Edgar Cervantes / Android Authority
“We need to integrate Android and Chrome on all important screens for users. It was Google CEO Sundar Pichai speaking at Google I / O 2014. Seven years later, Pichai’s vision could finally come to fruition, but maybe not the way he envisioned.
It took the combined forces of Amazon and Microsoft to bring the core of the Android experience – the most important apps – to millions more users with the introduction of native. Support for Android apps on Windows 11. The solution is a potential change in how users will interact with their favorite apps, smartphones and PCs, but it’s puzzling that the initiative was not led by Google but by one of its biggest rivals.
Google has always insisted on the merits of open source software at the heart of Android and the benefits of open platforms to spur innovation and bring technology to the masses. To quote Pichai once again, “When you run a large-scale platform you have to make sure it’s really open. This way, not only are you doing well, but others are as well.
It is certainly true. Google’s smartphone, smart home, and TV products wouldn’t be the successful cross-hardware ecosystems they are today without extensive partnerships and mutually beneficial collaboration. The recent Google and Samsung partnership for Wear OS 3.0 is just such an example. Considering that Google has repeatedly shown that it cannot be trusted to properly integrate its portfolio of giant services even on its own material, it’s good that the search giant is ostensibly so open to playing nice to others.
However, the company’s actions over the past decade have often failed to live up to this philosophy. On the one hand, Google advocates openness and competition while keeping an iron grip on its software on the other. This is especially true when it comes to Android and its bigger tech rivals.
You don’t have to look far to find examples of Google’s uncooperative approach to competing ecosystems. At the start of the last decade, Google infamously blocked Microsoft’s YouTube app for Microsoft’s unfortunate Windows phones. For more recent examples, Google would have banned Android TV partners from engaging with other Android forks (see: Amazon Fire TV). The Mountain View firm also dragged heels update its applications to meet the new privacy labels of the Apple App Store.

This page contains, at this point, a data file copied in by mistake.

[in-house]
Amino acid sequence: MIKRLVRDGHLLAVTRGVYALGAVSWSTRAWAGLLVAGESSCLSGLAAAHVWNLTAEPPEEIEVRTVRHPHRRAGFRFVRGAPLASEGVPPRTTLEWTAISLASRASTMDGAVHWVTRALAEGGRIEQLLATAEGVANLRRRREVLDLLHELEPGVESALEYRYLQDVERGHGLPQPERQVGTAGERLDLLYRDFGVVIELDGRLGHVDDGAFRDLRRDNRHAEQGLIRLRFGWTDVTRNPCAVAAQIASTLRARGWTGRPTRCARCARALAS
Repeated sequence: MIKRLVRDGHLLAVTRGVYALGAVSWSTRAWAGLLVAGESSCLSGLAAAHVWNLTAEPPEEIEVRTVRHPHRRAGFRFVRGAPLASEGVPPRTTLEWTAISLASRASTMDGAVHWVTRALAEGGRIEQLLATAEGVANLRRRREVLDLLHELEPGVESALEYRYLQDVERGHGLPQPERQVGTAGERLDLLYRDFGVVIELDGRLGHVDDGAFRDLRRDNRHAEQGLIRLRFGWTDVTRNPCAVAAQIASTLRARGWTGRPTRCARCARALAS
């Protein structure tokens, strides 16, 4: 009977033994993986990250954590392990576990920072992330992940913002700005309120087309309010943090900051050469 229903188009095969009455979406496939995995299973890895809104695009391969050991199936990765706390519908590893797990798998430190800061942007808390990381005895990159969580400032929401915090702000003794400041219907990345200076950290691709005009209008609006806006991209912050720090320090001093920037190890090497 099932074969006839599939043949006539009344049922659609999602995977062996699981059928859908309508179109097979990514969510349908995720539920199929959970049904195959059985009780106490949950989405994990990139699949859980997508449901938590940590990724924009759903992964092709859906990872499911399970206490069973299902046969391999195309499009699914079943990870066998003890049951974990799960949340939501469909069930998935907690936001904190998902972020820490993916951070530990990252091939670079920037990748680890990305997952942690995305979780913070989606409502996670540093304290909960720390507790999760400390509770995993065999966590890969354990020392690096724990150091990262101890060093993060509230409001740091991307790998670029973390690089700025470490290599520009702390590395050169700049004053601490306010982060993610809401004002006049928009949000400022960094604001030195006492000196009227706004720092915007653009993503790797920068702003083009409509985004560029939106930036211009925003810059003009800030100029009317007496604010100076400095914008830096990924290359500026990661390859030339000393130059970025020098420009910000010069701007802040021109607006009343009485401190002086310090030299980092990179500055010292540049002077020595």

The most controversial and powerful tool with which Google asserts its control over Android and its associated app ecosystem is Google Mobile Services (GMS). GMS is a set of programming features (APIs) that allow developers to leverage Android tools for location data, payments, security, and other very common features used by closed Google apps and third-party software.
Android might be open source, but you have to follow Google’s rule if you want to access the biggest app store in the ecosystem.
However, GMS licenses are only granted to devices that comply with Google’s Compatibility Definition Document (CDD) and associated tests. This means that you need to support all of Google’s services like Ads and Store even if you just want to use Google’s location API. Even then, obtaining a license is subject to strict conditions. The 2013 Play Store license agreement required that companies take no action that could cause “Android fragmentation.” Like the development of a forked operating system. Competition is good, but only when it benefits Google.
Such demands have been deemed unfair in the EU, resulting in a heavy $ 5 billion fine in 2018. The decision finally saw the company modify its European requirements for Google services on Android in 2018. Of course, that hasn’t changed the status quo in other markets, notably the United States.